Beginning Dec. 18, the Securities and Exchange Commission is expected to begin enforcing a major provision of its new cybersecurity rules.
That provision requires public companies to disclose any “material cybersecurity incidents” to the agency on form 8-K within four days of determining that it was a material breach.
To be ready for compliance, companies by now should have taken steps to ensure they have policies and procedures in place for quickly assessing materiality as part of a larger cybersecurity program — a process that can take weeks, at a minimum, according to cybersecurity advisors.
“Hopefully, nobody’s in a position where they’re just starting to think about this,” said Richard Chambers, a senior internal audit advisor for Los Angeles, California-based AuditBoard, a provider of cloud-based audit and compliance management services. “But if they are, the answer isn’t to say, ‘Well we’re just not going to be able to comply.’ That’s not an option. You need to do everything you can as fast as you can to get into compliance.”
Ideally, one of the many questions companies need to consider as part of the preparation process is what financial drivers may impact materiality for their organization, according to Maxim Kovalsky, a managing director in the Cybersecurity & Privacy practice at Grant Thornton.
“It’s going to be very specific to your company,” said Kovalsky, who will be one of the speakers in a Friday webinar on materiality issues hosted by Grant Thornton.
The Dec. 18 compliance deadline applies to all covered entities other than smaller reporting businesses, which will be subject to the breach reporting mandates as of June 5 of next year.
Under the rules, in addition to reporting material breaches, public companies must annually describe on form 10-K their board of directors’ oversight of cybersecurity risks. All companies must comply with the Form 10-K requirements beginning with annual reports for fiscal years ending on or after Dec. 15.
A little more than half of public company executives responding to a Deloitte poll in August said their organizations were already preparing to comply with the SEC rules, as previously reported by CFO Dive. About one-quarter (26.1%) of the companies were not prepared for compliance, and 20.9% fell into the category of “don’t know” or “not applicable,” according to the results.
Many companies are still wrestling with materiality questions, at varying levels, with just days to go until the SEC begins enforcing its breach reporting requirements, according to Daniel Soo, a principal in the cyberrisk services infrastructure practice of Deloitte Risk & Financial Advisory.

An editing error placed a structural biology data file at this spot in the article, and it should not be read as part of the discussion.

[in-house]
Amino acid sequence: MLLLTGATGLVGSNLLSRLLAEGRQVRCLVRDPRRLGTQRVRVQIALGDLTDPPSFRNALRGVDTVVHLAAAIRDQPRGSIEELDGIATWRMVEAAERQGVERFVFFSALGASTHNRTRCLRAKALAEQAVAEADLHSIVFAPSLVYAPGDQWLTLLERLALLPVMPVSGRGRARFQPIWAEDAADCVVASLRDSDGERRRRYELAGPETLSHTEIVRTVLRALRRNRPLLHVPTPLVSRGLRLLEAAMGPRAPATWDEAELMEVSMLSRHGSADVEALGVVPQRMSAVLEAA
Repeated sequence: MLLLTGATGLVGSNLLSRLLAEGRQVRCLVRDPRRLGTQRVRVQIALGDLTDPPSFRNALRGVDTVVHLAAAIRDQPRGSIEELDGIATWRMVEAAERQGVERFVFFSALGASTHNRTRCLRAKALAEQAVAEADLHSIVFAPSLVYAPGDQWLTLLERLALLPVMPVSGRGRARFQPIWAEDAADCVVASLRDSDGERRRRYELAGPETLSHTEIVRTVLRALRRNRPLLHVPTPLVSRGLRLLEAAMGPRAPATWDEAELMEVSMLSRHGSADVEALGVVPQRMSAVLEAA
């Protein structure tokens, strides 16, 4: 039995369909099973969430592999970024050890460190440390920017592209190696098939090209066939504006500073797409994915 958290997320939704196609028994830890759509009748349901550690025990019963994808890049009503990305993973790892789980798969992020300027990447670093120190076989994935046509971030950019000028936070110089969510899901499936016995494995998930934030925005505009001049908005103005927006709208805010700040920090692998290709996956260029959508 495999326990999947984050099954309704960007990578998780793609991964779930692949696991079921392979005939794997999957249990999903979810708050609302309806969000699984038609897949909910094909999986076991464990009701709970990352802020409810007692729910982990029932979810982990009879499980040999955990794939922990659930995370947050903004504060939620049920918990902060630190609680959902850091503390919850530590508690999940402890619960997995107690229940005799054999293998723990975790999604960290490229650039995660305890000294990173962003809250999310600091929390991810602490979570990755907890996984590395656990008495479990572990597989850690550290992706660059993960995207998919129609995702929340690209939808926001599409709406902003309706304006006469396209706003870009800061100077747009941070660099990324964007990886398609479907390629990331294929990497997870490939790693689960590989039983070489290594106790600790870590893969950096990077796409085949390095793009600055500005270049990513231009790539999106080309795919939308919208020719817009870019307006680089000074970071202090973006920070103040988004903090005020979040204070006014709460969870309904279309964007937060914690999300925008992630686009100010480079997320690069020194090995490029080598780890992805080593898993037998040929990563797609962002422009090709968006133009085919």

“There would be quite a bit of work to do at this point if you’re starting from scratch,” Soo told CFO Dive. “It certainly should be a super high-priority to make sure that you are ready to comply.”
Kovalsky said larger publicly traded companies generally appear to be “in a better spot” from a compliance-readiness perspective.
“In general, I think it has to do with the maturity of the cyberrisk program at that organization,” he said. “If a company has never done a risk assessment, they would have a long way ahead of them in terms of being able to articulate any cyberrisks and processes that need to be articulated to investors.”
Tips for Stragglers
For any companies that are still lagging behind in their preparation, communication and collaboration will be key in getting up to speed quickly, according to Chambers.
“I think one of the most effective ways to get your arms around this is to bring all of your key players within the organization — including the board and senior management — into a room together to get everybody on the same page,” he said. “That means making sure you have a keen understanding of what the requirements are, making sure you have a keen understanding of where the risks are in failing to comply, and then figuring out how you’re going to mitigate those risks in as little time as possible.”
Ensuring documentation of any steps taken so far to achieve compliance readiness is also important, according to Kimberly Holmes, a Dykema Gossett PLLC senior counsel whose areas of focus include data privacy and cybersecurity.
“Obviously, from a compliance standpoint, the best scenario is to be able to meet all of these deadlines,” Holmes said. But for those organizations that aren’t completely ready on Day One, having documentation showing what has been executed so far and what next steps are planned, with timelines, will “go a long way” toward mitigating any potential liability in the event of an incident that draws regulatory scrutiny, she said.
Lenin Lopez, an attorney specializing in corporate governance and securities law at insurance brokerage firm Woodruff Sawyer, offered stragglers a third piece of advice: get help from outside counsel with cybersecurity expertise.
“I think it’s beyond the time when you as a management team can think about doing this on your own,” Lopez said, adding that it’s also easier to shield consultations with outside counsel from discoverability in the event of future litigation. “Obviously, if you have in-house counsel, there is attorney-client privilege, but plaintiff’s attorneys will push on that sometimes.”